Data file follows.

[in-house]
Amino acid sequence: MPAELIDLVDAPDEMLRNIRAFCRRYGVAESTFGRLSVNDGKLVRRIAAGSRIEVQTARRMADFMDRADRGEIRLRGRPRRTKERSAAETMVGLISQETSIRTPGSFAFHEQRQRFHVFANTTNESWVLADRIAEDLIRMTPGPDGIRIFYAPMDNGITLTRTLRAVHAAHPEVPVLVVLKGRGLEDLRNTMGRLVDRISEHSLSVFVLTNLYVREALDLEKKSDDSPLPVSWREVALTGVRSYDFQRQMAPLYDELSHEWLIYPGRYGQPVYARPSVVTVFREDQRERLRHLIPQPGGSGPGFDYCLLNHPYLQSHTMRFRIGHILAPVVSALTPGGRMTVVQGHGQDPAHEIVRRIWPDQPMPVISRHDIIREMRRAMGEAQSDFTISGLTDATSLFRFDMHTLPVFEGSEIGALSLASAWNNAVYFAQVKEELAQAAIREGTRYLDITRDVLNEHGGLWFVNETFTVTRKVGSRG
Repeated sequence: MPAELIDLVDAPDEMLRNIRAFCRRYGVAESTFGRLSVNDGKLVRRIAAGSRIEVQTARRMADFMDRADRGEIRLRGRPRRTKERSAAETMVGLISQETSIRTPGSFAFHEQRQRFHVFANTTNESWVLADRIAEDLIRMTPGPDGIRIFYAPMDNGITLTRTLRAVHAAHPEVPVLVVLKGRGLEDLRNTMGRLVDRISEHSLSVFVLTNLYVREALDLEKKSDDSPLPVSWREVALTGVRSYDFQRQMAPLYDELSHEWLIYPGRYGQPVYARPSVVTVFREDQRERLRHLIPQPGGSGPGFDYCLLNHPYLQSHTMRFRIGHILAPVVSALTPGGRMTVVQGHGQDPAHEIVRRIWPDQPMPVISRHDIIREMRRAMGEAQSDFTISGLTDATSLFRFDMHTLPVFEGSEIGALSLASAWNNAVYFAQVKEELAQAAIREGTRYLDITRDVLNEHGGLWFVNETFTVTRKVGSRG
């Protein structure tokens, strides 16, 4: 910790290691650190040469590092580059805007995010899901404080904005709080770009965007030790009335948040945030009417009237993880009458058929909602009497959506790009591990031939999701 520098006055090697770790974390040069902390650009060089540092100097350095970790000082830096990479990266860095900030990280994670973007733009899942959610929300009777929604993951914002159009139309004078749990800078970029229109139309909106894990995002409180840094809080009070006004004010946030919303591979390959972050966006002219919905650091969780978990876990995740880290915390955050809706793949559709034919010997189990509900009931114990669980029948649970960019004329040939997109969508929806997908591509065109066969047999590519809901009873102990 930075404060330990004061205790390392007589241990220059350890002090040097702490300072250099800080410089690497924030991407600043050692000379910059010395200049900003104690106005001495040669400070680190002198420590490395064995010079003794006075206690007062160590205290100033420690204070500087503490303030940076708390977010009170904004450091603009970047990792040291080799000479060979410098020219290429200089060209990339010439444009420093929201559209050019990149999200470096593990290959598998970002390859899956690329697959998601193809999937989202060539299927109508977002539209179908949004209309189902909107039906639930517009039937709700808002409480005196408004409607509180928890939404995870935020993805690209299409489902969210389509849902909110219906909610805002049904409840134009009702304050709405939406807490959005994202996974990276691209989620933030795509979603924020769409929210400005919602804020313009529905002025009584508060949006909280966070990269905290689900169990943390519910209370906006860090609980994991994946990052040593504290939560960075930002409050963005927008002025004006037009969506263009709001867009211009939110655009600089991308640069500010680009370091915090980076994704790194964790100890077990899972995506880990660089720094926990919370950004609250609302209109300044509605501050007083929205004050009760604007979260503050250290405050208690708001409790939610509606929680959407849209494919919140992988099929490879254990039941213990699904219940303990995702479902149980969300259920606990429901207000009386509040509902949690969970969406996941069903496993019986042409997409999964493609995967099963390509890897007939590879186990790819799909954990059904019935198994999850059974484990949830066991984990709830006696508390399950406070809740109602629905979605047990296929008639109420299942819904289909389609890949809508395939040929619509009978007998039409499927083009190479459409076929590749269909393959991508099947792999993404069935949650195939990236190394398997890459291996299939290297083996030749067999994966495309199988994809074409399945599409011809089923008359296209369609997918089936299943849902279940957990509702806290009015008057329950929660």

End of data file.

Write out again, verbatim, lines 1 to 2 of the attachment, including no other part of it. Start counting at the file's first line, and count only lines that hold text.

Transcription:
[in-house]
Amino acid sequence: MPAELIDLVDAPDEMLRNIRAFCRRYGVAESTFGRLSVNDGKLVRRIAAGSRIEVQTARRMADFMDRADRGEIRLRGRPRRTKERSAAETMVGLISQETSIRTPGSFAFHEQRQRFHVFANTTNESWVLADRIAEDLIRMTPGPDGIRIFYAPMDNGITLTRTLRAVHAAHPEVPVLVVLKGRGLEDLRNTMGRLVDRISEHSLSVFVLTNLYVREALDLEKKSDDSPLPVSWREVALTGVRSYDFQRQMAPLYDELSHEWLIYPGRYGQPVYARPSVVTVFREDQRERLRHLIPQPGGSGPGFDYCLLNHPYLQSHTMRFRIGHILAPVVSALTPGGRMTVVQGHGQDPAHEIVRRIWPDQPMPVISRHDIIREMRRAMGEAQSDFTISGLTDATSLFRFDMHTLPVFEGSEIGALSLASAWNNAVYFAQVKEELAQAAIREGTRYLDITRDVLNEHGGLWFVNETFTVTRKVGSRG